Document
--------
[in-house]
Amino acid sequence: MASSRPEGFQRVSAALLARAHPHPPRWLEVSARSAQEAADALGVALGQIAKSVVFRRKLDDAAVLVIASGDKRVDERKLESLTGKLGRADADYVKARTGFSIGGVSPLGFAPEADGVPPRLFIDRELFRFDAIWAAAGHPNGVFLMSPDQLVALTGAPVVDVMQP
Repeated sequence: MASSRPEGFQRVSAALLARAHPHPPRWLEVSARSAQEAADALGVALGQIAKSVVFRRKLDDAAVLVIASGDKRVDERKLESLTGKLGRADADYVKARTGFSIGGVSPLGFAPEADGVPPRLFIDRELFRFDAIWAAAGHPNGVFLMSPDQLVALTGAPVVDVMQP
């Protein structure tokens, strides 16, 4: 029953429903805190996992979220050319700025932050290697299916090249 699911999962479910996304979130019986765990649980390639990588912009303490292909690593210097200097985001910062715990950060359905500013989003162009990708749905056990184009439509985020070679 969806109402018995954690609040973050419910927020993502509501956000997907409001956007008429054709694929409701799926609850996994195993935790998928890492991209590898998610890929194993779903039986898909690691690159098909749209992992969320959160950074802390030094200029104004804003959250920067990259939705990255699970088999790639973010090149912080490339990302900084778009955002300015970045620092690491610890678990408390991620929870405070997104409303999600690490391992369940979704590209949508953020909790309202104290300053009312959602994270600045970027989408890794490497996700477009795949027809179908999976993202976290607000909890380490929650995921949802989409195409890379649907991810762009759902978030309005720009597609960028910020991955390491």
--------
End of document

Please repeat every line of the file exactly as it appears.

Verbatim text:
[in-house]
Amino acid sequence: MASSRPEGFQRVSAALLARAHPHPPRWLEVSARSAQEAADALGVALGQIAKSVVFRRKLDDAAVLVIASGDKRVDERKLESLTGKLGRADADYVKARTGFSIGGVSPLGFAPEADGVPPRLFIDRELFRFDAIWAAAGHPNGVFLMSPDQLVALTGAPVVDVMQP
Repeated sequence: MASSRPEGFQRVSAALLARAHPHPPRWLEVSARSAQEAADALGVALGQIAKSVVFRRKLDDAAVLVIASGDKRVDERKLESLTGKLGRADADYVKARTGFSIGGVSPLGFAPEADGVPPRLFIDRELFRFDAIWAAAGHPNGVFLMSPDQLVALTGAPVVDVMQP
């Protein structure tokens, strides 16, 4: 029953429903805190996992979220050319700025932050290697299916090249 699911999962479910996304979130019986765990649980390639990588912009303490292909690593210097200097985001910062715990950060359905500013989003162009990708749905056990184009439509985020070679 969806109402018995954690609040973050419910927020993502509501956000997907409001956007008429054709694929409701799926609850996994195993935790998928890492991209590898998610890929194993779903039986898909690691690159098909749209992992969320959160950074802390030094200029104004804003959250920067990259939705990255699970088999790639973010090149912080490339990302900084778009955002300015970045620092690491610890678990408390991620929870405070997104409303999600690490391992369940979704590209949508953020909790309202104290300053009312959602994270600045970027989408890794490497996700477009795949027809179908999976993202976290607000909890380490929650995921949802989409195409890379649907991810762009759902978030309005720009597609960028910020991955390491």